We often talk about motivation and inspiration as if they’re they same thing. But they’re not.
What Is Motivation?
Motivation is about moving people to take action if not immediately, then within the very near future.
It heightens people’s emotions — especially their hope, desire, enthusiasm — urging them to act in a way that accomplishes a specific goal.
And it holds out the offer of a reward, a reason or a motivation for people to act.
Before a big game or during halftime, coaches motivate their teams to go out and do their best. What’s the goal? Win the game. What’s the reward? The pride of victory and of being a champion.
There’s a wonderful example of a military leader motivating his troops before battle from the movie Patton.
The speech as it’s delivered by George C. Scott is almost word for word the same speech that General Patton used to give the day before sending his troops to fight.
What does he want from his troops? To attack, never to stop, never to retreat, and most of all to kill the enemy. What reward does he offer? It’s better to kill them than to be killed by them.
So motivation involves moving people to take immediate action to accomplish a short-term goal. It does so by appealing to their emotions and by offering them some sort of reward or recompense.
By necessity, you have to keep motivating people over and over again. It doesn’t last, but as Zig Ziglar was fond of pointing out, neither does bathing, and that doesn’t stop you from bathing.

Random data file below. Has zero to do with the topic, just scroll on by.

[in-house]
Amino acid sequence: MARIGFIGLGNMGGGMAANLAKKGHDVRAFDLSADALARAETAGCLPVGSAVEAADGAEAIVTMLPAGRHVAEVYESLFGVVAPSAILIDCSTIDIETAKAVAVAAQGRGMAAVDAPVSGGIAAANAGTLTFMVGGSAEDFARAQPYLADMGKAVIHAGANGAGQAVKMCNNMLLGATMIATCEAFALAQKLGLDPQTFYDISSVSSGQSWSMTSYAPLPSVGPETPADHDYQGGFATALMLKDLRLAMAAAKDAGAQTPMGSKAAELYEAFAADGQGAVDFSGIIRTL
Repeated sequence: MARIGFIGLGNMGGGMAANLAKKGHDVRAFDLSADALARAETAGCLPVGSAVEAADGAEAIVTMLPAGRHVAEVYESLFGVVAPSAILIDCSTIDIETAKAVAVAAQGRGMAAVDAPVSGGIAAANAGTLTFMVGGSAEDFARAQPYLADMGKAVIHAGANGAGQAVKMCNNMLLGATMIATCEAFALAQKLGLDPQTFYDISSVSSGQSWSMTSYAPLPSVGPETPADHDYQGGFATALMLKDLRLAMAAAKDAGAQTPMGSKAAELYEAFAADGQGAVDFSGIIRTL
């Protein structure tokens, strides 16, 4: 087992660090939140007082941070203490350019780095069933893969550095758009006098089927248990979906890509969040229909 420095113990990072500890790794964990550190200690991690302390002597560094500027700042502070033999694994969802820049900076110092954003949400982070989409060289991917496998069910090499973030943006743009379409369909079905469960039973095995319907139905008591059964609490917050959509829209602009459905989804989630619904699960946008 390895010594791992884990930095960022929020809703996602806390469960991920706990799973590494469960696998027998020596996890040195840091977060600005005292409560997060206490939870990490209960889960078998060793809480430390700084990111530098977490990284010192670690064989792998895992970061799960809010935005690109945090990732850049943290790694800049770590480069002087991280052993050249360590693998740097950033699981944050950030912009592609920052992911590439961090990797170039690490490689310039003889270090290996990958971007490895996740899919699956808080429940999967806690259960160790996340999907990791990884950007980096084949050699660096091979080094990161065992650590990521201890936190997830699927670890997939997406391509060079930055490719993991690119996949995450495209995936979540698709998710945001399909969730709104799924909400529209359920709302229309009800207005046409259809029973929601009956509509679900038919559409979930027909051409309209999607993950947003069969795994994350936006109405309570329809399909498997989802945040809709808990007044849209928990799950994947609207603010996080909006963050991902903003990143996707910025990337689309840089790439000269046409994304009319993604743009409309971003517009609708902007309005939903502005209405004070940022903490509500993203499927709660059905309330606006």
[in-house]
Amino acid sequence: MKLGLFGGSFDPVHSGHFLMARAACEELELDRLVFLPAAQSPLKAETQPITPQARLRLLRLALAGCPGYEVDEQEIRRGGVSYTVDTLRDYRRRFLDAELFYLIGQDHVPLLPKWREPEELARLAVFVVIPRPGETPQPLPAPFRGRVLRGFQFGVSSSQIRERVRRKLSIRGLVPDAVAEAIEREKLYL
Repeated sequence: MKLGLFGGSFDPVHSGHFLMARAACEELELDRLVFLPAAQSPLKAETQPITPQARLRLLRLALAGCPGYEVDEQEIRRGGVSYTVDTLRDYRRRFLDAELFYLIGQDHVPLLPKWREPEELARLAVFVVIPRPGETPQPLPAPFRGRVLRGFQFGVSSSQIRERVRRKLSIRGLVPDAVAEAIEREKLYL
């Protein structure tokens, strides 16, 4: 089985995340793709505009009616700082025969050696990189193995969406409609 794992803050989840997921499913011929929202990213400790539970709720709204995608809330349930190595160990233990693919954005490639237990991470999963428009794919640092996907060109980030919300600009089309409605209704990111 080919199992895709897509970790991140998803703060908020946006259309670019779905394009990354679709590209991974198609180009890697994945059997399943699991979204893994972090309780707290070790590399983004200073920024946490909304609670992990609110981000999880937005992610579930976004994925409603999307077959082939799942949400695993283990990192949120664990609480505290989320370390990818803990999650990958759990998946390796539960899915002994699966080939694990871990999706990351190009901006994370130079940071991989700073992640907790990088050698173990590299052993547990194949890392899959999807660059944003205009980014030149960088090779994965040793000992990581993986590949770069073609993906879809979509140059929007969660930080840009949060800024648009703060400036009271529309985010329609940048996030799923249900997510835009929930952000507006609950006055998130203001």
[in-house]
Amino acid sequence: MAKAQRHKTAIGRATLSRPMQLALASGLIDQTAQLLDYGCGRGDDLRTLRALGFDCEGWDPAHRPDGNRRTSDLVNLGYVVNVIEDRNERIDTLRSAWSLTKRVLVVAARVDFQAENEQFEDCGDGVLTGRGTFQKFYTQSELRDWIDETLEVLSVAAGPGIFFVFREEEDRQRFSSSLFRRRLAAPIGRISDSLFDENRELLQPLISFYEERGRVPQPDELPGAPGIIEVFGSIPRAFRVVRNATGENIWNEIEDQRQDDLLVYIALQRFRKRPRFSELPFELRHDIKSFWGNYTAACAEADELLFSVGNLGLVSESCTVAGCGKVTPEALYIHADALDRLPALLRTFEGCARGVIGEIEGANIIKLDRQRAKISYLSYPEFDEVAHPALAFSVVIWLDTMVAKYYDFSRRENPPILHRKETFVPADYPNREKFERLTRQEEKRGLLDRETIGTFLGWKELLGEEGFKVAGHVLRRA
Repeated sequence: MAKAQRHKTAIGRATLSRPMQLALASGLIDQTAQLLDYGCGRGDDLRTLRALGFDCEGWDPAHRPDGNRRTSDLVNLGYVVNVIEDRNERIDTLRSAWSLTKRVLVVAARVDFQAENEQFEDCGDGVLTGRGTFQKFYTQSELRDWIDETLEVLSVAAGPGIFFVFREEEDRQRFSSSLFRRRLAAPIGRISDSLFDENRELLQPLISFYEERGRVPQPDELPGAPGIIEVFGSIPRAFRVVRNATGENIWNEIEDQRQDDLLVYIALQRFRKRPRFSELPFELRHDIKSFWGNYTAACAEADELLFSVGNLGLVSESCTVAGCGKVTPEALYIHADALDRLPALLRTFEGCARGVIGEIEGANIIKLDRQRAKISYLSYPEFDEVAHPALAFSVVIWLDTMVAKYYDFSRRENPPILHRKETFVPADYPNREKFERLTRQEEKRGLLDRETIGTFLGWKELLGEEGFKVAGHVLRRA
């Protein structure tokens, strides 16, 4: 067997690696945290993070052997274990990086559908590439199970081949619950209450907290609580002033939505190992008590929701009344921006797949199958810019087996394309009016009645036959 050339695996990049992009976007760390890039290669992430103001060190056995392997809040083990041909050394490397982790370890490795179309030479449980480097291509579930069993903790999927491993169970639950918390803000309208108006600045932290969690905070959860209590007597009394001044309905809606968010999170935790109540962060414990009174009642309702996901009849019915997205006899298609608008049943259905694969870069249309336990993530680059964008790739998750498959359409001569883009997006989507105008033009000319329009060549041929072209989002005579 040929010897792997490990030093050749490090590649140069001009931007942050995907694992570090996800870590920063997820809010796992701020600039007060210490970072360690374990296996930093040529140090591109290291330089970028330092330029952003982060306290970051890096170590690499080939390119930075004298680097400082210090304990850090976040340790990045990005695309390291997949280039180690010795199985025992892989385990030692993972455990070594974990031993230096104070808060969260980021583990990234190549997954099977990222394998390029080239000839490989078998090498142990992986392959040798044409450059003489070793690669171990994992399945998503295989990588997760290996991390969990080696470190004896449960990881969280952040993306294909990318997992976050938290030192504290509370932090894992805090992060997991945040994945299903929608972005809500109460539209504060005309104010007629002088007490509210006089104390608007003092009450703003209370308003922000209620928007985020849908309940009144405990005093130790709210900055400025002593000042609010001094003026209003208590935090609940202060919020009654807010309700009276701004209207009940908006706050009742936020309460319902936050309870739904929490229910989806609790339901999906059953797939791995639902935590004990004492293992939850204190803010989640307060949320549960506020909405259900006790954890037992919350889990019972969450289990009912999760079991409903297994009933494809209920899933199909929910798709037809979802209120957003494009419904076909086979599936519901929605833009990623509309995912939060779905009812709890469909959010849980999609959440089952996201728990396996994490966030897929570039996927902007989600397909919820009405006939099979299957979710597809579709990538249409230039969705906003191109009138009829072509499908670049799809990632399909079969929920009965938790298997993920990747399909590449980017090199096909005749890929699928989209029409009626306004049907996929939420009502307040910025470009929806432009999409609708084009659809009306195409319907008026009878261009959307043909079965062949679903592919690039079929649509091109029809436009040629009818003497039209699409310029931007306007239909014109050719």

What is Inspiration?
Inspiration is about moving people to feel and think differently about themselves and about what they are capable of becoming and doing. It engages people’s imaginations, values, aspirations, and dreams.
It may take time for people to change as a result, but the changes they do make will be long-lasting because they are internalized.
Inspiration offers no reward, other than the internal satisfaction of knowing that you have made yourself something to be proud of.
Inspiration comes, for the most part, from the person of the speaker: who the person is, what the person has accomplished, and what the person stands for.
Another military leader from World War II, General Douglas A. MacArthur, gave a memorable inspirational speech to the cadets at West Point.
It’s a masterpiece. (Read and listen to his speech, “Duty, Honor, Country.”)
It’s beautifully written. It extols the virtues that the academy professes. And it’s given by a man — a five-star general, and the most decorated American officer in history — whose life and career was itself an inspiration to his audience.
He didn’t urge them to action. He called them to be the type of officer who embodies the code of the academy: duty, honor, country. He offered no reward.
Inspiration, if it takes, doesn’t need to be repeated. Some of the cadets who heard that speech may have been so moved that they were forever changed.
The Difference: Motivation or Inspiration
They are different. That doesn’t mean that one is better than the other. It just means that you, as speaker or as a leader, have to decide which is more appropriate for the occasion.
Do you want people to act and to act now? Then motivate them.
Do you want people to become something better or bigger than they are now? Then inspire them.